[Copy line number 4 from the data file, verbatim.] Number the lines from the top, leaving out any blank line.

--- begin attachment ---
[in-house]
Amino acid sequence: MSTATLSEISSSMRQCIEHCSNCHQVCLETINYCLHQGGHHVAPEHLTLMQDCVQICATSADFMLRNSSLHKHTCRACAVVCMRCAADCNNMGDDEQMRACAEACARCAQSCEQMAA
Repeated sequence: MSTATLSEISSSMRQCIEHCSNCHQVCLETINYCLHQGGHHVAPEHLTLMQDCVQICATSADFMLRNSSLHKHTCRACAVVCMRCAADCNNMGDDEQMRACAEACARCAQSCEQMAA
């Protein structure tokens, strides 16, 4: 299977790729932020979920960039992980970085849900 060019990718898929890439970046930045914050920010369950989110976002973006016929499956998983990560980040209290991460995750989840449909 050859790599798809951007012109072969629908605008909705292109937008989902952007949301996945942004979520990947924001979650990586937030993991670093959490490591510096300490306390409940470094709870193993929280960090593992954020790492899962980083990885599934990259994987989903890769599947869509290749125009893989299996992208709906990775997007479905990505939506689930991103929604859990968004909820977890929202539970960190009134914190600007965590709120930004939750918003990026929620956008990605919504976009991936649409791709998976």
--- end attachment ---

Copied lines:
């Protein structure tokens, strides 16, 4: 299977790729932020979920960039992980970085849900 060019990718898929890439970046930045914050920010369950989110976002973006016929499956998983990560980040209290991460995750989840449909 050859790599798809951007012109072969629908605008909705292109937008989902952007949301996945942004979520990947924001979650990586937030993991670093959490490591510096300490306390409940470094709870193993929280960090593992954020790492899962980083990885599934990259994987989903890769599947869509290749125009893989299996992208709906990775997007479905990505939506689930991103929604859990968004909820977890929202539970960190009134914190600007965590709120930004939750918003990026929620956008990605919504976009991936649409791709998976």